While yesterday Linus Torvalds was still undecided on whether to pull in the long-revised “LOCKDOWN” kernel patches and wanted to review them patch-by-patch, following that lengthy examination he has decided to indeed land this opt-in restricted functionality for Linux 5.4.
The Linux LOCKDOWN patches have been found in various distribution kernels for years and for the mainline process went through dozens of rounds of review to address various issues and ensure all bases are covered for tightening up the kernel’s interaction with the system hardware when desired as well as ensuring the running kernel image cannot be manipulated.
When enabled, the Linux LOCKDOWN mode prevents the system from hibernating as one example of a user-facing restriction as well as blocking writes to /dev/mem even as root, blocking kernel module parameters that touch hardware bits, restricting CPU MSR access, and a variety of other restrictions in the name of tightening up security. Most use-cases for Linux Lockdown functionality is for pairing with UEFI SecureBoot or other security sensitive environments.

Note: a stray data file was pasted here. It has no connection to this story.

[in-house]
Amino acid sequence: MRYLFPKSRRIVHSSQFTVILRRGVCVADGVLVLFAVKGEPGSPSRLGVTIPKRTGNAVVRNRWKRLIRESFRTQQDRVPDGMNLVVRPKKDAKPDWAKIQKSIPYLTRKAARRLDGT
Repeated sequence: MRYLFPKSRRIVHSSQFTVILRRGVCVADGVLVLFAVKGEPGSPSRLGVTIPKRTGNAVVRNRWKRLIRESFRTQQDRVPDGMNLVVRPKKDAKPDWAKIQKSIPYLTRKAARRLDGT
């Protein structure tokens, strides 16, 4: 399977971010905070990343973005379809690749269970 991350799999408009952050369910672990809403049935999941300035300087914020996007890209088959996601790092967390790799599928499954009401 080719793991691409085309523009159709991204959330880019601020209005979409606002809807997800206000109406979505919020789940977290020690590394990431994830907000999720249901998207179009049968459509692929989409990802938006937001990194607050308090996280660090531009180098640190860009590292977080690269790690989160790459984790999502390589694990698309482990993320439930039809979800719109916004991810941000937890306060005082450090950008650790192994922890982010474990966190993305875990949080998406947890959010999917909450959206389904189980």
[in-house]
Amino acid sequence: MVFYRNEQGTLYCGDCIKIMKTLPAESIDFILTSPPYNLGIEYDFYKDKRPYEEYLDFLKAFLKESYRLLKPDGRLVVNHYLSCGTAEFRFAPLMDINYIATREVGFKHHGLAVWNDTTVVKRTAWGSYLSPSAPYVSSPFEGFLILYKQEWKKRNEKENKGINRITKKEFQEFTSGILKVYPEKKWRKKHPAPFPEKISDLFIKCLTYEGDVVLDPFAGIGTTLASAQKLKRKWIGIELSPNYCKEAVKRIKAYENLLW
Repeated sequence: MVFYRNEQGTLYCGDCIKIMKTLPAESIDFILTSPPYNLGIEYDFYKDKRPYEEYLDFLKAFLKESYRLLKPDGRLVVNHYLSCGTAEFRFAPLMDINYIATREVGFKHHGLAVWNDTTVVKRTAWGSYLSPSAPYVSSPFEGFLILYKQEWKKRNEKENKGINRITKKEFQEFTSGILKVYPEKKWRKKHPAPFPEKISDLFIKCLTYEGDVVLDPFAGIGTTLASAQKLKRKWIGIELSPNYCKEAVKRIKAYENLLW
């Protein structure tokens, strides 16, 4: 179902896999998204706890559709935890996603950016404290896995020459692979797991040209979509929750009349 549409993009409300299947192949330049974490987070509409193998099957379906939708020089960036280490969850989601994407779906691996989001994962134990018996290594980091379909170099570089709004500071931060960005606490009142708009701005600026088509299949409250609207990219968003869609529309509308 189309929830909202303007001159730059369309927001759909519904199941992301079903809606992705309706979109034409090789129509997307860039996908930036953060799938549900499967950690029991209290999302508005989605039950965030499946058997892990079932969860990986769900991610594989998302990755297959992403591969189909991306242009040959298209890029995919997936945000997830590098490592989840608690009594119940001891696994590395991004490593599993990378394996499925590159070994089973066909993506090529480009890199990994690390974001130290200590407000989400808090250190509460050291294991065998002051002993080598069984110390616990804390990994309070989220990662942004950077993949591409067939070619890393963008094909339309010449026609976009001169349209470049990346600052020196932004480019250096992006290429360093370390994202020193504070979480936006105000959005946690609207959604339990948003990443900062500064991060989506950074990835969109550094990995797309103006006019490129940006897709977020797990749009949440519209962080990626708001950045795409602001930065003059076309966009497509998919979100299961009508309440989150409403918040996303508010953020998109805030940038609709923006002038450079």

The now-merged lockdown functionality doesn’t place any restrictions by default. The support can be activated with the lockdown= kernel parameter. Setting lockdown=integrity will block kernel features that allow user-space to modify the running kernel. Setting lockdown=confidentiality will block user-space from extracting “confidential information” from the running kernel, further restrictions on top of the integrity mode. All of the bits are controlled via the Kconfig SECURITY_LOCKDOWN_LSM option for enabling this Linux security module. Via SECURITY_LOCKDOWN_LSM_EARLY is also the ability to permanently force the integrity/confidentiality lockdown modes if desired.
The support made it in time for the Linux 5.4-rc1 release expected on Sunday that will mark the closure of the feature merge window for this last stable kernel release of 2019.
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